December 3, 2017 Syed Shah

Microservices architecture in plain english

Over the past few years, the term Microservices has become very popular. In this post I will try to explain Microservices as simply and concisely as possible. As with my previous posts, the purpose is to give readers a head start and then the hope is that we all could take our learnings from this effort and build on it.

Relation with SOA

In my opinion, Microservices are an evolution of SOA. Alot of the techniques we use here have actually grown from our experiences from SOA. Thus while going through this article if you find yourself wondering that this is the same as in SOA then don’t get confused; since Microservices are an evolution of SOA there will be alot of similarities.

When I read up on Microservices, I realized that I was already designing systems using Microservices concepts, without even formally learning about them. I don’t think this will be a unique case and expecting that alot of my other industry colleagues would realize the same.

Characteristics of Microservices Architecture

Note that there is no formal definition of Microservices architecture, hence interpretations vary. However there are some common characteristics which we can document. These are:

Components are services

Traditionally while an application was broken down into components, they still resided within the same process. We would create shared libraries/packages and would link them into the main programs.

In Microservices, components are treated as services, hence they reside out of process and are independently deployed and managed.

Based on the Enterprise’s core business functions

Microservices teams are built and organized such that each team supports their organization’s one or more business capabilities.

This implies that the teams owning the Microservices for a specific business capability are cross functional; thus they will own the UX, backend, persistence, reporting etc all aspects required to build and support the particular business capability.

Products based culture

Microservices proponents think in terms of products rather than projects. Project based culture constitutes breaking a feature into multiple projects and than assigning each project to teams with relevant expertise. The outcome from each team is a deliverable, but not a product.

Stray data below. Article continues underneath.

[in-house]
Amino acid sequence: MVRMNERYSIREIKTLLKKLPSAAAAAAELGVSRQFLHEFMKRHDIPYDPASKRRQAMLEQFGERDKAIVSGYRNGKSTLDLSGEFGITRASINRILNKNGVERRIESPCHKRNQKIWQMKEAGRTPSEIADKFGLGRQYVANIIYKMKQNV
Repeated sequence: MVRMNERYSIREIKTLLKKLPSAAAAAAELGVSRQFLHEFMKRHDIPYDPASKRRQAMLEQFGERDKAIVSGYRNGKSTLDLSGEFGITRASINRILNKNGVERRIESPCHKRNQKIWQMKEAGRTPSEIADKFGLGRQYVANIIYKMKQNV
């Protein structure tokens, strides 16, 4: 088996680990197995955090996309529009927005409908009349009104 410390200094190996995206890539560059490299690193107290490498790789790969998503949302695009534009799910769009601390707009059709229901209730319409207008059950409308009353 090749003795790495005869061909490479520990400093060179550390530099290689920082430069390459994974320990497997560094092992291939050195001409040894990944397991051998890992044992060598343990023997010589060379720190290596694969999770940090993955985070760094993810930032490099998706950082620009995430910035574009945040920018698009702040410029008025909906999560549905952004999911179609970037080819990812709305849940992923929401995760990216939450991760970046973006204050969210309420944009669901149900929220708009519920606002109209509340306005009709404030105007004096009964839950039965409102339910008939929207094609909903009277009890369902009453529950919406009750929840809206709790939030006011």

In contrast, Microservices based teams build and own products. i.e they are responsible for all aspects; delivery, deployment and support.

Dumb Communication Channels

In contrast to SOA, in Microservices, the communication fabrics are dumb, hence unlike ESBs they do not provide any complex routing, dispatching, transformation etc. It is for this reason that most Microservices communication channels are built using the simple REST protocols rather than the more sophisticated and complex WS-Choreography.

Hetrogenous Systems

Since components become independently deployable out of process services, implementations enjoy the flexibility of selecting the right set of tools and languages best suited for the specific function they perform. For example an application could have a Node.js based service to allow customers to view and download their reports while a python based service to ingest and prepare data to feed into a Hadoop cluster for aggregation.

Independent Data Management

Each service independently manages its own snapshot of persistent data. Therefore just as we can select the right programming language best suited for the specific task, similarly the service developers have complete autonomy to select the right data management system best suited for the service’s needs

Handling of Failures

Deploying components as independent services does have consequences; one of them being that systems need to be designed considering the fact that at any given time any service could fail. This does indeed adds design complexity and implementation of additional monitors, alarms and remediation processes to guard against catastrophic events.

Flexible Design

Microservices are inherently flexible to accommodate future changes. This is because it is easier to make changes to an independent service compared to a huge monolithic application. Changes in one component (service) doesn’t enforce full application deployment, rather only deployment for that particular service is required.


Share this...
Share on FacebookShare on Google+Tweet about this on TwitterShare on LinkedIn
Tagged: , , ,

Leave a Reply

Your email address will not be published.

Contact Us

Get in touch to schedule your FREE consultation!